In summary, regarding the structure of the channel, there is no answer yet to this question for the Maxi-chloride channel in general nor for the placental Maxi-chloride channel.


The development of a direct experimental approach to study the ionic conductances present in syncytiotrophoblast has improved the knowledge of the biophysical properties and regulation of the ion channels in the membranes of this tissue. This could be a contribution to advancing the understanding of the function of both normal and pathological placenta.

In particular, all the information reported on the placental Maxi-chloride channel suggests that this channel plays a role in a cellular model of syncytiotrophoblast ion transport, although its function is not yet clear.

Functionally, the control of these channels by fatty acids may be important in regulating epithelial electrolyte transport and nutrient delivery to the fetus, as suggested by the importance of arachidonic acid metabolism in placental tissue. Abnormal regulation of cell fatty acid production may be the cause of some of the pathological conditions observed during the gestational period.

In placenta, there is evidence that steroid hormones, which are present in high concentrations during pregnancy in humans, have some influence in secretory and absorbing processes, but the molecular mechanisms remain elusive. From a functional point of view, the control of Maxi-chloride channels by steroid hormones may be of great importance in placental physiology, because this effect could help clarify the mechanism involved in the regulation of important functions, such as chloride secretion. It is possible to make similar projections with the regulation of the Maxi-chloride channel by annexin 6, and this may open new fields of study regarding the role of this interaction in complications of pregnancy, such as preeclampsia, in which the Maxi-chloride channel has been shown to have a decreased conductance and a flattened open-probability curve similar to that observed in experiments in normal placentas in which annexin 6 has been neutralized. In recent years, there has been an important increase in reports of ionic channel activity dysfunctions associated to diverse pathologies (Ashcroft, 2000). Defects in ion channel function are presently of great interest, not only because of their capability of generating therapeutical strategies, but also because such alterations aid in the understanding of ion channel function.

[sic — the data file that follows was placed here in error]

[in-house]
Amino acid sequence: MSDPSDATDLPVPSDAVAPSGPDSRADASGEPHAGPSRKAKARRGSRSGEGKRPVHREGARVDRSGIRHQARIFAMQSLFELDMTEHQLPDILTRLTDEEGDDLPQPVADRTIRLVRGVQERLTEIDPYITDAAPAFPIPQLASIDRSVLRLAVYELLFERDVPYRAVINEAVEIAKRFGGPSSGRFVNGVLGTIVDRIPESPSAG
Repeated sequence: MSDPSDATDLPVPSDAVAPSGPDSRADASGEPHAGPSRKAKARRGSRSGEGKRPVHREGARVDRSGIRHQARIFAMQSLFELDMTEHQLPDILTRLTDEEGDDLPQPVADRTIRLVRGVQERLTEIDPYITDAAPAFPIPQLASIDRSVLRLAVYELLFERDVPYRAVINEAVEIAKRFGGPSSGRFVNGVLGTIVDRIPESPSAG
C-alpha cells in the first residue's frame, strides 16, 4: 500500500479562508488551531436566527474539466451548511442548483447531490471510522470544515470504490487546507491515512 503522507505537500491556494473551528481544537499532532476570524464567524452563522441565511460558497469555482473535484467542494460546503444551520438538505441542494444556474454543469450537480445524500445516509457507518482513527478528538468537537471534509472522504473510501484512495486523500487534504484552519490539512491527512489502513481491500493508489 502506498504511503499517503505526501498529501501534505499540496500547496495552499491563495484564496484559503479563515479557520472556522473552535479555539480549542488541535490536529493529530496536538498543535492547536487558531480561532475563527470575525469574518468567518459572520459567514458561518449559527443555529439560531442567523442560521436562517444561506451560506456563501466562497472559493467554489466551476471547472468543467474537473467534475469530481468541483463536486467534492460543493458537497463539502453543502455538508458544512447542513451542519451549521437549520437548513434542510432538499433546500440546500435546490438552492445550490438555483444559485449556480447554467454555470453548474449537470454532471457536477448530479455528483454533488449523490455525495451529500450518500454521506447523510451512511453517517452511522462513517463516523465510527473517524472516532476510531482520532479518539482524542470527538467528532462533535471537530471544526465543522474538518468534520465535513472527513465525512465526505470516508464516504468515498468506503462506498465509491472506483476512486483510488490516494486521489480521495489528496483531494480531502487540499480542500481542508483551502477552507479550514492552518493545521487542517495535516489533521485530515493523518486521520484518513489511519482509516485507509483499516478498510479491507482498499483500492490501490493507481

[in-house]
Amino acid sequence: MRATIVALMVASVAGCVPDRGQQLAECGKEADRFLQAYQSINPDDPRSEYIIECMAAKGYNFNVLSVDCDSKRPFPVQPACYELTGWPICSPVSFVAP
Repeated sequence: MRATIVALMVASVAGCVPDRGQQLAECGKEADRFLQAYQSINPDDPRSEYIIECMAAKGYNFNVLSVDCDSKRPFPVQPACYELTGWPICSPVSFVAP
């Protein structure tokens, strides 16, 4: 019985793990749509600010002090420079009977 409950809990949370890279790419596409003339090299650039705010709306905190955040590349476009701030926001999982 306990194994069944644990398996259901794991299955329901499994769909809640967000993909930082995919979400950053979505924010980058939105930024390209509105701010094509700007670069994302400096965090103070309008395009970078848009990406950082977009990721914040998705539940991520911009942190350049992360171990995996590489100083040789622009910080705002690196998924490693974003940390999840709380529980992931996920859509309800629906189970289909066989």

In conclusion, over the last 12 years there have been a number of reports that have demonstrated the presence of apical Maxi-chloride channel in human placenta and its regulation by fatty acids, steroid hormones, and annexin 6. This channel also has been described in placentas from preeclamptic pregnancies with some differences in its biophysical characteristics with respect to channels from normal placenta. All this data, without doubt, could be important in the generation of a model of solute transfer across the placenta. Although we are still very far from having all the answers about placental ionic transport by conductive pathways, the available information and the experimental tools to reach this objective have improved remarkably.


The original work by the author has been supported by grants FONDECYT (#1040546 - # 1000 647 and #1970235). I also thank E. Mancilla M.D. for critically reading the manuscript.



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Correspondence address: G. Riquelme, Programa de Fisiología y Biofísica, ICBM, Facultad de Medicina, Universidad de Chile, Casilla 70005, Santiago 7, Chile, Tel.: (56-2) 978-6206, Fax: (56-2) 777-6916, E-mail:

Received: August 10, 2005. Accepted: September 01, 2005